As the 2019-nCov outbreak rages and experts around the world work to identify its causes and quell its spread, the Atlantic Council’s Digital Forensic Research Lab (DFRL) reports that pro-Kremlin actors are blaming the United States of America for this expanding public health emergency. Specifically, these actors purport that the US employed bioweapons to disseminate the virus in China; however, this theory is, unsurprisingly, gaining little traction. Russia and its fringe members possess a history of wielding disinformation as a tactic against the US. For example, in 1983, Russia launched Operation Infektion, which falsely claimed that the AIDS virus was developed in a clandestine US bioweapons laboratory. Related theories continue to pop up from various Russia-based outlets as well as Russian YouTube channels with tales that the US designed the virus with the intent of sabotaging China’s economy from within its borders. These narratives implicate supposed US bioweapons programs, the CIA, and the Richard Lugar Center for Public Health Research in Tbilisi as the origins of the fictitious nefarious plot. Regardless of the spuriousness of these claims, this latest disinformation campaign serves as a strong “reminder of Russia’s long history of employing anti-U.S. influence operations during public health crises.”

Event Summary: Battling Insecurity, Mistrust, and Disease
GMU Biodefense PhD student Greg Witt recently attended an event hosted by the Nuclear Threat Initiative (NTI) and is providing us with a detailed account of the critical conversations on battling insecurity. The event was a follow-on to a series of technical workshops hosted by NTI and the Africa Centres for Disease Control and Prevention (Africa CDC) as part of the Initiative to Strengthen Biosecurity and Biosafety, which aims to resolve safety and security gaps related to biological threats in Africa. Opening remarks were delivered by NTI Co-Chair and Chief Executive Officer Ernest Moniz, who highlighted the complex, intertwined relationship between conflict and infectious disease and the consequent risks this connection poses to international and health security in Sub-Saharan Africa. Dr. Moniz described a tabletop exercise conducted by NTI and partner institutions as part of the 2019 Munich Security Conference, in which a fictional country in the midst of domestic unrest experienced a deliberate terrorist attack utilizing a highly-lethal biological agent. The results of this simulation were, in his words, “eye-opening, and not in a good way.” Read his full summary here.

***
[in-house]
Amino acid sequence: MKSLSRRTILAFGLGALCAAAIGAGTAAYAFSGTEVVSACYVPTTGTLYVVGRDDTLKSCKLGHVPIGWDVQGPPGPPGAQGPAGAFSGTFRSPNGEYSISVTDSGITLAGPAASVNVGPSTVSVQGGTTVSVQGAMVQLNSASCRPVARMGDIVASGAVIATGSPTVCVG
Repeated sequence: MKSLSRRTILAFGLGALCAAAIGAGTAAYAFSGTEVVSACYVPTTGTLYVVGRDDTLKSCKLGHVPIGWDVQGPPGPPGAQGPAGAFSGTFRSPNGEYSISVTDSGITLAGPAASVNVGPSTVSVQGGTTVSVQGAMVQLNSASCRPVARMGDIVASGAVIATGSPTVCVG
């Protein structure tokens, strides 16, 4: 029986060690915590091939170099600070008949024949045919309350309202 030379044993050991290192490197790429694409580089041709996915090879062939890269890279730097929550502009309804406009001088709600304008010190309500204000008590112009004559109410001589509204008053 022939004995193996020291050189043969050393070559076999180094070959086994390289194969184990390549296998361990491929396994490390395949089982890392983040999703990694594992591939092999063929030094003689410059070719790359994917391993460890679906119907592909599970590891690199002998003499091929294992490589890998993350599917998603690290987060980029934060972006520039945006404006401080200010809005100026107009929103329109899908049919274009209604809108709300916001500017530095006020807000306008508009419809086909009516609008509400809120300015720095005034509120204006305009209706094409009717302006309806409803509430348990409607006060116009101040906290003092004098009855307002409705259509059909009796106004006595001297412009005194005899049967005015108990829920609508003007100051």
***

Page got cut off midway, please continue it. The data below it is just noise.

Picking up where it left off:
One Health Advocacy: Education and Policy in Action – Webinar
Join the International Student One Health Alliance as we learn from Drs. Deborah Thomson and George Lueddeke about advocating for One Health through education and policy. Deborah Thomson, DVM is from the United States and is a One Health curriculum developer and the American Veterinary Medical Association’s Congressional Science and Engineering Policy Fellow. Her presentation will be “Non-Traditional One Health in Action.” This event will be held from 9am ET on Sunday, February 9th. You can register here.

Outbreak Updates
There has been one additional case of Ebola in the DRC in recent days. The outbreak has now infected 3,427 people. The CDC has released Week 4 flu data (ending January 25), with a large number of states experiencing high influenza-like illness activity. “Visits to healthcare providers for influenza-like illness (ILI) increased from 5.1% last week to 5.7% this week.”

ASM Biothreats 2020

We’re the source for all things health security and the annual ASM Biothreats conference is no different. GMU’s biodefense program was fortunate to send several students to attend the 2020 ASM Biothreats conference in which topics ranged from diagnostics to technology as a source for biothreats. Held in Arlington, Virginia on January 28-30, this was an exciting event highlighting the importance of conversations surrounding high consequence pathogen research, biological threat reduction, and product development and policy. Our student attendees have reported back on some of the enlightening and captivating sessions during the biothreat event. Below you’ll find several commentaries from each student who attended: